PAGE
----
Articles Christian Living

Dinosaurs and the Bible

“65 million years ago dinosaurs roamed the earth”. Many museum displays, documentaries, and even fictional stories contain this or similar statements about how old dinosaurs are. Some movies like “The Good Dinosaur” present dinosaurs and humans as coexisting, but most imply that dinosaurs went extinct long before humans came into the picture. There are countless theories about dinosaurs and the age of the earth, but theories are all they are. We can never know exactly what they looked like or how they lived because we were not there. However, as Christians, we might be able to get some clues about these great creatures by looking at scripture.

The beginning is always a good place to start. Looking at Genesis 1:1 we see that “God created the heavens and the earth”. Looking at verses 20-25 we see the account of the fifth and sixth day, when God created all creatures that filled the air, the sea, and the land. These creatures would have included dinosaurs. Secular scientists have fought hard against creation in an attempt provide a naturalistic explanation for the world that excludes a divine creator. As Christians we are not bound to the need for naturalistic explanations and should not be afraid to let the supernatural influence our ideas of creation and history. Even secular science cannot avoid evidence that points to the biblical account, as can be seen in studies such as this which indicate that 90% of all creatures appeared at about the same time.

The best known example of a possible dinosaur in the Bible is found in Job 40:15-24. God challenges Job to teach him humility and begins describing a creature referred to as a Behemoth. Several living animals have been presented as an explanation for this magnificent creature, such as an elephant or a hippo, but upon further investigation none of these creatures match the description that God gives. A mythical creature has also been suggested, but God is using the behemoth as an example of his power. To use a mythical creature would be a weak example and imply that his greatness was merely mythical since he did not in reality create such a creature. The behemoth must have been something that really existed and that Job was familiar with.

The description of the creature shows us it was vegetarian, even though it was incredibly large. Its limbs were incredibly powerful including it’s thick tail. It lived near rivers, but the strong currents, even of flood waters, did not bother it. It could not be domesticated. Hippos, elephants, and rhinoceroses, all of which are large and strong and eat vegetation, do not have strong tails like trees. The best explanation is a creature that is no longer alive and the description brings to mind a dinosaur.

If we read on in the very next chapter of Job we find a description of the Leviathan. The most commonly suggested identification of this creature is an alligator, but the description in Job seems to paint a picture of a far more powerful animal. It was a creature with scales no known weapon could pierce. It could survive on both land and water and somehow had fire and smoke that came from it’s mouth. Bombardier beetles shoot boiling chemicals from their abdomen and we know of creatures that can create electric currents, so it is not out of the question that one of God’s extinct creatures could produce something resembling flames or smoke. Mention of the Leviathan creature can also be found in Psalm 104:26.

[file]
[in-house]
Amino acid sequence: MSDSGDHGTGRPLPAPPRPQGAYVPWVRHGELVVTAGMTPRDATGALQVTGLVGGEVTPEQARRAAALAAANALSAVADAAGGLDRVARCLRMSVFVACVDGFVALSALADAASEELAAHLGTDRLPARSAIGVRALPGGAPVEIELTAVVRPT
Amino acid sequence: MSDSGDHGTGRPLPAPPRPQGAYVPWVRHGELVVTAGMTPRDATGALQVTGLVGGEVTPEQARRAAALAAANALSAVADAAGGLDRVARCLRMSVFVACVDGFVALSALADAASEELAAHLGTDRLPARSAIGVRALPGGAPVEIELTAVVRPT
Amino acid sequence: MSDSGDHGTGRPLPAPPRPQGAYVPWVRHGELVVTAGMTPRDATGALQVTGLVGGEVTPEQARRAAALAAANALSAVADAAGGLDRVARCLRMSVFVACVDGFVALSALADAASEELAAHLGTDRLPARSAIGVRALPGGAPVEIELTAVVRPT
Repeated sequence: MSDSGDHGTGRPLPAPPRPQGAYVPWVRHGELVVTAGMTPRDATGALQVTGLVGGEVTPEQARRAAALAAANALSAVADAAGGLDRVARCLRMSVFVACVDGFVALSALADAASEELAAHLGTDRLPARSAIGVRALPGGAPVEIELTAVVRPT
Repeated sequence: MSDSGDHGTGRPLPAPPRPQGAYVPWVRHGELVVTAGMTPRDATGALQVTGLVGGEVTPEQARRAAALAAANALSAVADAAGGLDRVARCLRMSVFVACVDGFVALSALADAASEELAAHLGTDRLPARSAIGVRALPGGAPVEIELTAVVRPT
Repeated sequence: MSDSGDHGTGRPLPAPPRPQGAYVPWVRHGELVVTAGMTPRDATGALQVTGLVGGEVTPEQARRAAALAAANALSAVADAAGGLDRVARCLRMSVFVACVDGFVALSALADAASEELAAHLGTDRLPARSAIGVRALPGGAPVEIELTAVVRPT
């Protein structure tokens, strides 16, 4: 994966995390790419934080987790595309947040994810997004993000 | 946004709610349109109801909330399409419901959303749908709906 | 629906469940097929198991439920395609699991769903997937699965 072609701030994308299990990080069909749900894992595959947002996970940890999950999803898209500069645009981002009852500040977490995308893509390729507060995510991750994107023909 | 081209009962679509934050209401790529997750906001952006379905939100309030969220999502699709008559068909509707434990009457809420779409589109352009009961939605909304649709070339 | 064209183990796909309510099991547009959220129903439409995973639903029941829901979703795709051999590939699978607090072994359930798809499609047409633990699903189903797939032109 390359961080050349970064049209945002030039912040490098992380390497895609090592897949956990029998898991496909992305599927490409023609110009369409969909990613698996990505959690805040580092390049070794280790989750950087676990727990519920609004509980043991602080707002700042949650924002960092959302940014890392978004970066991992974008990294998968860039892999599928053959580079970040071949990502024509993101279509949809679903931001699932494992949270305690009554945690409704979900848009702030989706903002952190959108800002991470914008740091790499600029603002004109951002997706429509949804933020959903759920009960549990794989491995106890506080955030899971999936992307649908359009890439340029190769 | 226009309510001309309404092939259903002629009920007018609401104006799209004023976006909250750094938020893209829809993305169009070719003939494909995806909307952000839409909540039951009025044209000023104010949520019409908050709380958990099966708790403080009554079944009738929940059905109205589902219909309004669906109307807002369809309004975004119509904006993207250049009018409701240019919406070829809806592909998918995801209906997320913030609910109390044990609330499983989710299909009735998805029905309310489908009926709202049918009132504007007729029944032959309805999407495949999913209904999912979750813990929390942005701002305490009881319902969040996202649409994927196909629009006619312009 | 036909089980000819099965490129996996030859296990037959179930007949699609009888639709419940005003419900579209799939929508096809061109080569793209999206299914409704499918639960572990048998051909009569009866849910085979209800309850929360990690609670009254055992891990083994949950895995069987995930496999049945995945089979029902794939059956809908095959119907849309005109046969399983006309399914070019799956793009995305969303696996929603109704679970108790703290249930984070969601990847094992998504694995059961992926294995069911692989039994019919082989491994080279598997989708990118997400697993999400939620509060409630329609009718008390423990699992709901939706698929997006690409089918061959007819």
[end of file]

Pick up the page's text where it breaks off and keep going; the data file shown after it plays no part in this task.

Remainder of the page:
We should not be surprised that creatures such as dinosaurs have gone extinct. Adam and Eve’s sin put a curse on the earth and allowed death to enter where there had previously only been life. Most of creation was wiped out in the flood in Genesis 7 but the ark had ample room for at least 2 of every kind of creature, especially if the pairs Noah took on the ark were juvenile and not fully grown. The post flood world would have offered a myriad of difficulties for large creatures like dinosaurs including climate change and a smaller supply of food, which all could have contributed to their extinction.

Romans 8:20-22 says “Against its will, all creation was subjected to God’s curse. But with eager hope, the creation looks forward to the day when it will join God’s children in glorious freedom from death and decay. For we know that all creation has been groaning as in the pains of childbirth right up to the present time.” Because of the curse, animals go extinct, and dinosaurs are some of those creatures, but this is further evidence they existed with humans. Humans brought the curse on earth and the curse is what brought death into creation.

I am not a biologist and am not here to make an argument for the age of the earth. I’m simply a Christian who wants to look at the Bible literally and learn what God is teaching. Whether it was millions or thousands of years ago, God created dinosaurs for the same reason he created everything else: to bring glory to himself. The characters in Jurassic Park learned a similar lesson when they came face to face with a creation that they could not control. Ellie says “You never had control! That’s the illusion!” because she was forced to recognize the humility of humans against nature. God is more powerful than nature. The power and might of dinosaurs is a testimony to what he can accomplish. Our response should be the same as Job’s when he was confronted with the amazing power and beauty of creation in comparison to his small role in it “I know that you can do anything, and no one can stop you.” (Job 42:2)

Christian Living